Unless you’re one of those people of questionable sanity who likes cold weather, October has little to offer Hoosiers except autumn colors and Halloween.
But by Halloween the leaves have usually fallen and the days are short. This gives me a feeling of bleakness and dread that … come to think of it, bleakness and dread are very Halloweenie.
But no matter how you feel about the weather (it stinks), Halloween is the beginning of snack season. Through Thanksgiving and Christmas and on to Valentine’s Day, we get to pack on a nice layer of fat against the cold.
It doesn’t really help. But what the heck, any excuse for chocolate.
As with most things, Halloween is more fun to kids. These days I’m expected to turn on my porch light and give candy to other people. I’d rather hide in the dark and let the dog scare off anyone who approaches. There’s a cocoa shortage, people—chocolate charity begins at home.
But when I was younger, it was one of the highlights of the year. In elementary school we’d spend October making decorations of ghosts, witches, and of course pumpkins with scary faces.
I wonder if that’s allowed, these days? They’ve probably banned that kind of stuff from public schools, along with cardboard pilgrims and anything Christmas. I liked the pilgrims, although even then I knew they’d be toast without Squanto and his corn crop (not that they had any toast).
Where was I? Oh yeah—candy. My family didn’t exactly hand out candy like candy … back then treats were, well, a treat. But on one glorious night we could collect enough candy to keep us going until Thanksgiving.
It wasn’t seen as a dangerous holiday, at the time. (This would be in the 70s. No, wait. Let’s change that to the 80s. Yeah, the 80s.) On the contrary, this was the night when it was quite literally okay to take candy from strangers.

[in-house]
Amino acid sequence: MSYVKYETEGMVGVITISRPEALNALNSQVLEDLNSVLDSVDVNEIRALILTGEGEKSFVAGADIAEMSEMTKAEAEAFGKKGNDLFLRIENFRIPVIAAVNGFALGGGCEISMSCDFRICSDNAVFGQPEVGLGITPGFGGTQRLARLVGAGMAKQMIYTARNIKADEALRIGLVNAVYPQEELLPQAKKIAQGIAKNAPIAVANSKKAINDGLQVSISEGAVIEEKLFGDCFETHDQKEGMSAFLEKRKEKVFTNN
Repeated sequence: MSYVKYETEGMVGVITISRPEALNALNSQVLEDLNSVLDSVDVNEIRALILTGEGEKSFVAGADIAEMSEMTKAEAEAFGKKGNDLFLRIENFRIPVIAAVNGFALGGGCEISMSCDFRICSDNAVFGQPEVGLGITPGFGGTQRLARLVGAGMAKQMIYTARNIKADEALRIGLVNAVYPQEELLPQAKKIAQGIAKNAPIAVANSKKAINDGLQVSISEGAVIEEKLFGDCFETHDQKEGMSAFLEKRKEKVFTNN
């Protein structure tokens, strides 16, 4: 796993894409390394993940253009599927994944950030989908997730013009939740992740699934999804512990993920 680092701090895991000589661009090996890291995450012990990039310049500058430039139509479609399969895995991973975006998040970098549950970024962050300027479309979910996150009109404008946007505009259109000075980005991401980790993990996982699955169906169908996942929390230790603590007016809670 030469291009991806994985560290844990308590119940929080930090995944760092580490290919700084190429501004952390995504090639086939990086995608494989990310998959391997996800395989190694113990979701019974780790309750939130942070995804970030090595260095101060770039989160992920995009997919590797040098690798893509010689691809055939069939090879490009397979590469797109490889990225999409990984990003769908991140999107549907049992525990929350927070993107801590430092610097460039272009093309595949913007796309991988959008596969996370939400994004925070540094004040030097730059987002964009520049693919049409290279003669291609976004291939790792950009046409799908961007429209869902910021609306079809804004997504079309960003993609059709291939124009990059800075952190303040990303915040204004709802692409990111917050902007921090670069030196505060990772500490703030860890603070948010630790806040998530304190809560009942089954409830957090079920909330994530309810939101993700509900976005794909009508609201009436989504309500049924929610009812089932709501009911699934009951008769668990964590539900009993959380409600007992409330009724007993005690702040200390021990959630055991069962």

Our dad would load us into the back of his El Camino for a trip to the store, which had highly flammable costumes and masks that rendered us mostly blind, then—
Oh, the El Camino? Well, it’s kind of a half car, half pickup truck. We didn’t worry about belting into the too-small front, because there were no seat belts.
Anyway, we waited until it got pitch dark and then hit the streets, methodically knocking on every door. Sometimes we’d get apples, which was not exactly a jump for joy moment. Packaged candy was okay, but the really nice people would make things from scratch, like those wonderful popcorn balls or caramel apples—which beat plain apples hands down.
The only glitch I remember is when we reached the home of a deaf old fellow who had no idea it was Halloween. He was probably the guy who later invented the idea of only trick or treating at homes with porch lights on. Or, maybe he was hoarding his chocolate.
Just as our parents passed out the last of their candy, we got home with more candy. It was important to eat the homemade stuff, like caramel apples and popcorn balls, first. If you weren’t too much of a glutton, you could string the rest along for weeks.
The times were so much less dangerous.
Now, some of you might be horrified by this. Some might smile at the exaggeration, then be horrified to discover it wasn’t an exaggeration: That’s the way it happened for some of us in the small towns of the mid-70s—I mean, 80s. This was a time when, if we did something stupid like walk in the middle of the street, our parents would get three phone calls and be standing at the front door by the time we made it home. When everyone knows everyone else, it’s not as dangerous as it sounds on paper.
We did know about the dangers, as shown in the very first short story I ever had published, in the late … 80s. It was about a hungry vampire who drinks his own blood after biting down on a razor blade inside a Halloween apple. If anyone still has that old copy of the Central Noble High School Cat Tracks, you’ll find the story to be very, very bad.
Just the same, the worst thing we ever experienced was a tummy ache.